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A bill currently being considered in the New Hampshire legislature would classify the TSA's pat down and body scanner procedures as a sexual offense. According to the Union-Leader, screeners who subject travelers to either without probable cause could be charged with sexual assault. The charge would result in a lifetime classification as a tier-three sexual offender, the most serious classification.

I spoke with the bill's co-sponsor, Andrew Manuse, who told me the time has come for states to take a stand against the federal government and the TSA. "This is an issue of government overreach," Manuse said, "and sometimes states need to step up and hold Washington accountable."

Asked what he might consider as an alternative, Manuse said he prefers using behavioral profiling to identify suspicious individuals, then questioning them before, finally, proceeding to a pat down or scan. He said the bill's intention is not to weaken security, but to stop the policy of patting down or scanning travelers without, as Manuse puts it, "articulable suspicion." more»

Air: Security - Man Tying Shoes (Photo: Thinkstock/Creatas)

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TSA screeners at New York's JFK Airport allegedly missed a boxcutter stowed in a passenger's bag. The passenger—who was not charged with any crime—was able to bring the boxcutter onboard, and was only caught when the boxcutter fell out of his bag.

Naturally, New Yorkers are more than a little outraged. The 9/11 hijackers used boxcutters, you may recall, so this TSA slip-up is imbued with uncomfortable symbolism.

Objectively, however, the presence of a boxcutter on a plane is not a big deal compared to a bomb or gun. Are boxcutters dangerous? Of course. Could someone use one to inflict severe injury, or even kill a person? Yes. But one man armed with a boxcutter is not going to bring down a more»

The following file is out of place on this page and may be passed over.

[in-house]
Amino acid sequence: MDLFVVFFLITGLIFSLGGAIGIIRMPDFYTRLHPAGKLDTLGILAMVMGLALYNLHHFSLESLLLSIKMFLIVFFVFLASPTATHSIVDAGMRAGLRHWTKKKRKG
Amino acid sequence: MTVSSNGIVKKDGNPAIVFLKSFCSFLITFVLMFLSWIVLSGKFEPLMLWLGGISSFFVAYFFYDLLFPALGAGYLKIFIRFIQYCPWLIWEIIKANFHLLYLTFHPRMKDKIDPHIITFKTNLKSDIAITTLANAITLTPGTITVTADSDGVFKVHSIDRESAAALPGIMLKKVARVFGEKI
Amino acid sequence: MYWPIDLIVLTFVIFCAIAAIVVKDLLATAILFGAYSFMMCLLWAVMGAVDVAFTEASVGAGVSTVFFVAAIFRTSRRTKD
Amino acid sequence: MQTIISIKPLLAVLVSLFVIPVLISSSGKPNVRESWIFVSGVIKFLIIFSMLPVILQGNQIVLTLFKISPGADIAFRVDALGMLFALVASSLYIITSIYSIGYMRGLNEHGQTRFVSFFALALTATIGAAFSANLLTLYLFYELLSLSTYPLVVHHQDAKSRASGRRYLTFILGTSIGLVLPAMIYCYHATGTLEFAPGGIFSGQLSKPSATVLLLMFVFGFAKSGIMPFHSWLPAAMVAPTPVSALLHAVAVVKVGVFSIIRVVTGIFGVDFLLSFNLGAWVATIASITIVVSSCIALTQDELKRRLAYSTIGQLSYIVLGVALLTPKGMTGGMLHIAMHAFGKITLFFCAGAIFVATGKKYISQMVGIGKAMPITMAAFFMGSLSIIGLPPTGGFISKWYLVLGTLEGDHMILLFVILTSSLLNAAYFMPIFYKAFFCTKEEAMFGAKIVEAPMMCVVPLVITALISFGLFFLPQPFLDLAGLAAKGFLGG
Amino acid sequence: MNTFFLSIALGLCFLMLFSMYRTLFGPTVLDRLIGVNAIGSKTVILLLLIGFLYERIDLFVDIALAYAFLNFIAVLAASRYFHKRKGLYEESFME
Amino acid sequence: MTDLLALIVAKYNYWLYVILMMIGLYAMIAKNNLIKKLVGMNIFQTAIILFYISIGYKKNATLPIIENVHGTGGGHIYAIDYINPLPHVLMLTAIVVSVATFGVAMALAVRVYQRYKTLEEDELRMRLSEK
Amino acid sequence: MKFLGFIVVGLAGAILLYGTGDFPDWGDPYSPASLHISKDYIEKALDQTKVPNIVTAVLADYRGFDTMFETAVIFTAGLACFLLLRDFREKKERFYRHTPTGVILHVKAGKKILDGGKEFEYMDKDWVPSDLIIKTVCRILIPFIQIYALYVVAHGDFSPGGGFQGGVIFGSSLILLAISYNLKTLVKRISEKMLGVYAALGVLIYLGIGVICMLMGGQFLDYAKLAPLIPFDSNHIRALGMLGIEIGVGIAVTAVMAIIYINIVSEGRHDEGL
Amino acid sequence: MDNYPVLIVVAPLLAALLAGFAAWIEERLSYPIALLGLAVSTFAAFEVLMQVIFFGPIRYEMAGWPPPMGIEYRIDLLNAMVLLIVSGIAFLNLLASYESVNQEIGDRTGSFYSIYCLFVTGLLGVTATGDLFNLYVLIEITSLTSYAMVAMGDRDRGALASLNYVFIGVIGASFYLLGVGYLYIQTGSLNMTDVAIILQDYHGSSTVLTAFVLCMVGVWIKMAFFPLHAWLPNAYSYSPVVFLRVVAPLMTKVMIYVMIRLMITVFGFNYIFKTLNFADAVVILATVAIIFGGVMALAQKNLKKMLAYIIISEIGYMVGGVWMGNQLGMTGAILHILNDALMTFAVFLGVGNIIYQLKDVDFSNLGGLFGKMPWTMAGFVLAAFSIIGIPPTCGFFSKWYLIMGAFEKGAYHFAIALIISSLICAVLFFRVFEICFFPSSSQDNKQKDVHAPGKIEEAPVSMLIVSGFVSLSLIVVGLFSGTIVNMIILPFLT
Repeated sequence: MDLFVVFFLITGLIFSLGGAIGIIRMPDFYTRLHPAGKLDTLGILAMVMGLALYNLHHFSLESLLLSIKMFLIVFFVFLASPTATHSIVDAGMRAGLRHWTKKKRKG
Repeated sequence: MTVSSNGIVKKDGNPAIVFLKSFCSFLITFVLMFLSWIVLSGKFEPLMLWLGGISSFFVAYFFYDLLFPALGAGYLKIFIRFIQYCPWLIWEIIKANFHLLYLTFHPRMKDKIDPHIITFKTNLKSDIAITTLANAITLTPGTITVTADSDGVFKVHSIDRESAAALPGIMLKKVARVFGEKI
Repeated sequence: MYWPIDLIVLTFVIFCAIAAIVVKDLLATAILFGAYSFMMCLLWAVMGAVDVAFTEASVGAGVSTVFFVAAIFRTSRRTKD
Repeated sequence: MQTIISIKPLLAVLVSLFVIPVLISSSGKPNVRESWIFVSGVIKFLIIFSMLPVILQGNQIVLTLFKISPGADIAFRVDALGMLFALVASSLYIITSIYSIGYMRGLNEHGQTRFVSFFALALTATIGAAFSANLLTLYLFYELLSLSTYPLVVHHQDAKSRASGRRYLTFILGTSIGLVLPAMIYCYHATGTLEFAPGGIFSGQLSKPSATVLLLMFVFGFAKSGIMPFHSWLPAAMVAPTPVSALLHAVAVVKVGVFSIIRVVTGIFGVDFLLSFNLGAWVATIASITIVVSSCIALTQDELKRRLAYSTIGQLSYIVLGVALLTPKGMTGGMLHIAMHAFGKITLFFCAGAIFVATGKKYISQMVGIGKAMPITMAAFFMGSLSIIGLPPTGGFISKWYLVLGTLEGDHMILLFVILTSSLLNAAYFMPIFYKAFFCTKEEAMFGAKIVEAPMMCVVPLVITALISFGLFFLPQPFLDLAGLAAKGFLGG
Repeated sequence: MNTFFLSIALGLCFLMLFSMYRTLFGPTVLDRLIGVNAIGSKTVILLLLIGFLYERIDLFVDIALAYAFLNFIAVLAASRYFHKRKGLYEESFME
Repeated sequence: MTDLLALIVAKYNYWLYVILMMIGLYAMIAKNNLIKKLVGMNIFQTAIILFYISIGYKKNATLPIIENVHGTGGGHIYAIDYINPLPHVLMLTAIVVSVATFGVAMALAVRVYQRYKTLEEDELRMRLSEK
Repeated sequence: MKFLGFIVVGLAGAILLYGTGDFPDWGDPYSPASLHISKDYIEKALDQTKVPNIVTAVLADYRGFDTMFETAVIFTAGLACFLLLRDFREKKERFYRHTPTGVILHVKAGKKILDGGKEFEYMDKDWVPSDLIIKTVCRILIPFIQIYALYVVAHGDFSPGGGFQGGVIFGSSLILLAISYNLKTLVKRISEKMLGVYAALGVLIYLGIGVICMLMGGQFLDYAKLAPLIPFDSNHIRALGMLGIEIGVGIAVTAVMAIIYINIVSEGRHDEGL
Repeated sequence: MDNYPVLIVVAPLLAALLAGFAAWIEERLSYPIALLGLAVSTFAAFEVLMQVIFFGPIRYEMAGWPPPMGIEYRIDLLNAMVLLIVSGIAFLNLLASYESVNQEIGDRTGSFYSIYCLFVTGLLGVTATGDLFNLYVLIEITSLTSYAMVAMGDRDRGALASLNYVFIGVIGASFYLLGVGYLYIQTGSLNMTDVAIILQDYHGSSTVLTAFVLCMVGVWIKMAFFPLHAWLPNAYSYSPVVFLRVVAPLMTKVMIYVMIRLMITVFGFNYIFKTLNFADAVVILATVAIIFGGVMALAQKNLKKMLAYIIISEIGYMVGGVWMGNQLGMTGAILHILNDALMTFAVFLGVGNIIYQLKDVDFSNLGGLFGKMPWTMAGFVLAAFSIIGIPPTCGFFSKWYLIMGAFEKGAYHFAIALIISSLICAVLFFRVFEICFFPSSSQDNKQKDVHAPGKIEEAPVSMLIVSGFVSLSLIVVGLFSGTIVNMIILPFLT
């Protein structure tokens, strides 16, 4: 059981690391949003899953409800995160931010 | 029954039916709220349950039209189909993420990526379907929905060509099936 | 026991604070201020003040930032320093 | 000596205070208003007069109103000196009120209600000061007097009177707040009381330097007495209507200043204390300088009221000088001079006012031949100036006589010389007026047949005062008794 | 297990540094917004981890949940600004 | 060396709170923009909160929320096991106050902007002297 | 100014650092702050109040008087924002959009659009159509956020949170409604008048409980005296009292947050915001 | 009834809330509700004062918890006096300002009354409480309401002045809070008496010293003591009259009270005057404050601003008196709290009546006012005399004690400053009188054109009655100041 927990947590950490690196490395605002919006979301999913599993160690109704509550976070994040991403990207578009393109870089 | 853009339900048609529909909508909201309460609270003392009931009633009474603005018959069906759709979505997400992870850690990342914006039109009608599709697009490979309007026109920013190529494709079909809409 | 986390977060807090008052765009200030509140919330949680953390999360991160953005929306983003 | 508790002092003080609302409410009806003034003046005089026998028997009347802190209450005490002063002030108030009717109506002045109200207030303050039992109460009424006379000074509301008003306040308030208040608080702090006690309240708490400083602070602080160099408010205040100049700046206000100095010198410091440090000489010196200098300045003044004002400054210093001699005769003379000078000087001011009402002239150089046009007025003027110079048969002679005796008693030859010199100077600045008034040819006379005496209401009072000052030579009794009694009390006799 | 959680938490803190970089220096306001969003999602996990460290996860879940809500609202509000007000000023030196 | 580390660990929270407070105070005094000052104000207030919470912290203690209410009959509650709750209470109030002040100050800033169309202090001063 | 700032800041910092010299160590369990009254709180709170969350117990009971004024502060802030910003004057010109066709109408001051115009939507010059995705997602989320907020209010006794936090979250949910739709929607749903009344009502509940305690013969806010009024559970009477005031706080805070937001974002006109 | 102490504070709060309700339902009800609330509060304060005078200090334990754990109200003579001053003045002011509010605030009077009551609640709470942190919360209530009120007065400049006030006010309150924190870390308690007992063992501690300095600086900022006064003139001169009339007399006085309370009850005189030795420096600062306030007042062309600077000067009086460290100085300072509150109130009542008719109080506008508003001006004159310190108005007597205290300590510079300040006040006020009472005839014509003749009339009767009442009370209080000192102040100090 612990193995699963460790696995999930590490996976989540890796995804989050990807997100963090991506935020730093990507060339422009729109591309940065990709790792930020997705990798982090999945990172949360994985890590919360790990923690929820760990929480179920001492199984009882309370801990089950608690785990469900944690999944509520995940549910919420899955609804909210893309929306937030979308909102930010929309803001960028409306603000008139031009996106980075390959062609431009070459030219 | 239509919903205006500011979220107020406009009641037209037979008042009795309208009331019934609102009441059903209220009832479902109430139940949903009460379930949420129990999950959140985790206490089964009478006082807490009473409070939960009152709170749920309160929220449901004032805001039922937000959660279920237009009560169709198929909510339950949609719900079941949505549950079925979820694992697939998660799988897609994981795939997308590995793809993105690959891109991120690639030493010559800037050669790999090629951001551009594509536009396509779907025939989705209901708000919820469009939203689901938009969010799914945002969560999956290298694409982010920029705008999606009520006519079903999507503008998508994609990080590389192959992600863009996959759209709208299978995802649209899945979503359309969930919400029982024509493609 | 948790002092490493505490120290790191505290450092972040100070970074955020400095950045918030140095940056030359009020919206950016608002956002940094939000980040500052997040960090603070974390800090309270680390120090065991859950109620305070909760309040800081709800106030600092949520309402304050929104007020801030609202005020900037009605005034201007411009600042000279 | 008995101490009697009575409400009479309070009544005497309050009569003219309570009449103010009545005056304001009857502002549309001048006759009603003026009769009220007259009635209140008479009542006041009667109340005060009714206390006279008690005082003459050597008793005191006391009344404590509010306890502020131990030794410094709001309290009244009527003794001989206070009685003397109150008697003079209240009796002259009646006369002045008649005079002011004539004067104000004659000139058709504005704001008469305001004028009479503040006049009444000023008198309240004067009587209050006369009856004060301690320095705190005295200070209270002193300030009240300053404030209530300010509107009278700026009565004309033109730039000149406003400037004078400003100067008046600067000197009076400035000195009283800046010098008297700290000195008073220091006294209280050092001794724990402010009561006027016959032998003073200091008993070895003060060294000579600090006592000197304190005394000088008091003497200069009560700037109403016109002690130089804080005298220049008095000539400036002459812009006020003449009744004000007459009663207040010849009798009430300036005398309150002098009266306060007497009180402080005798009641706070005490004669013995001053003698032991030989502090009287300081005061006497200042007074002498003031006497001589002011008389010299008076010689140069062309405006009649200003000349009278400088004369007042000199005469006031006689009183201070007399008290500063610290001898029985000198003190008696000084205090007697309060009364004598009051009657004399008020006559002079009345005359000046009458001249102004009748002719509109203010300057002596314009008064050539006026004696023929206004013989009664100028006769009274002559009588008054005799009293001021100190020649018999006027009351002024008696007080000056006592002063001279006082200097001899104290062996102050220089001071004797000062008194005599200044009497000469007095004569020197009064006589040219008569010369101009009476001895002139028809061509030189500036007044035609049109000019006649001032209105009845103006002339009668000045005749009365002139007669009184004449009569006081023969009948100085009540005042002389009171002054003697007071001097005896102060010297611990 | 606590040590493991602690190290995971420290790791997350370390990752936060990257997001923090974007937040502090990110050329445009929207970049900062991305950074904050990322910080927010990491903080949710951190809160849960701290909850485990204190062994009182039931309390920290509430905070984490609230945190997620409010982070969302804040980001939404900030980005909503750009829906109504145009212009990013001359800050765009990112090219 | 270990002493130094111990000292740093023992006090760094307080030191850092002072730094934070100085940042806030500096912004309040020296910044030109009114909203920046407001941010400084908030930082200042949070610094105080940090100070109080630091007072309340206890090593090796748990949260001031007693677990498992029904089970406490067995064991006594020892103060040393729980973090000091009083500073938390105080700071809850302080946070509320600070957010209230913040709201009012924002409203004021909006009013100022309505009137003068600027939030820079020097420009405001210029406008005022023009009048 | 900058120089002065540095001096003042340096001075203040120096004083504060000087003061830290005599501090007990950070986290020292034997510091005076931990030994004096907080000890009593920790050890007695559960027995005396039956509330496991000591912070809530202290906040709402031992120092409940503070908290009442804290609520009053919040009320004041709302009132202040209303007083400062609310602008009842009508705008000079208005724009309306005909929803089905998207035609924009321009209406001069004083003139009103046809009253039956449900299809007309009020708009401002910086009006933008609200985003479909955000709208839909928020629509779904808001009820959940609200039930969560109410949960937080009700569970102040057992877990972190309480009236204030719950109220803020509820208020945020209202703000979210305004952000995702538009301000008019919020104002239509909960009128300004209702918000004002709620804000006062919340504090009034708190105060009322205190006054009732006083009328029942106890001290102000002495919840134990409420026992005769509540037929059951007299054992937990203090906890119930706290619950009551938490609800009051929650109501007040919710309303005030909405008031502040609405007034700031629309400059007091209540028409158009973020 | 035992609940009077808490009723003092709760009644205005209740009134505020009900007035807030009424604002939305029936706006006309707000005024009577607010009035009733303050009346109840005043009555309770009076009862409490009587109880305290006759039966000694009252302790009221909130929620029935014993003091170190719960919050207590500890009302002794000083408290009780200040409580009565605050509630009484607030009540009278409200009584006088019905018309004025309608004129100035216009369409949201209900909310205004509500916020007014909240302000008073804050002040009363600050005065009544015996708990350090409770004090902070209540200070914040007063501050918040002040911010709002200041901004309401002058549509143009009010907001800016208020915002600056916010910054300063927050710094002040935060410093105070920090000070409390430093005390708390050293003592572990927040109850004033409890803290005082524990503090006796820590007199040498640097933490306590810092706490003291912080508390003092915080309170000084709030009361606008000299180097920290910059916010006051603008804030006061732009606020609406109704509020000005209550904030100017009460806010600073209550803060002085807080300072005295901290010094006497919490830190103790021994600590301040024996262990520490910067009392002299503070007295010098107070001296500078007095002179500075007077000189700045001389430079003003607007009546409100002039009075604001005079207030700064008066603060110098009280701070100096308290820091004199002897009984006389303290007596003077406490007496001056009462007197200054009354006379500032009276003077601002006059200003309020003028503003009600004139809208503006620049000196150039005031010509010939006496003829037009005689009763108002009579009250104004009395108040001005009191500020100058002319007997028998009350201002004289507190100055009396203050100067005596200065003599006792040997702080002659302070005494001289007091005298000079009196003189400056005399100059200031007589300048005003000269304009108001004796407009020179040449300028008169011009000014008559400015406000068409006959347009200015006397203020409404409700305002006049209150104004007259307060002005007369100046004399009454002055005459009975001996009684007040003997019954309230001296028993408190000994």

Allegiant Air aircraft (Photo: Allegiant Air)

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In a recent letter to the Department of Transportation (DOT), Allegiant Airlines made a rather surprising admission. Here it is:

Allegiant is considering a new pricing option for use on its website: when making a purchase, consumers would be able to choose between a traditional "locked in" fare that would not fluctuate, and a lower fare that could change before the date of travel. That lower fare could be reduced further or could increase (up to a set maximum that would be clearly disclosed) depending on changes in fuel price between the booking and travel dates. This would be a non-compulsory alternative for consumers; it would provide them another option for potential substantial savings on their trip costs and would be clearly disclosed and explained prior to any purchase.

Presently, Allegiant says it could implement this sort of fee. But the consumer protections proposals put forth by the DOT last summer would ban the practice of post-purchase price increases. This is precisely why Allegiant is making its case (though the comment period for those proposals closed months ago) more»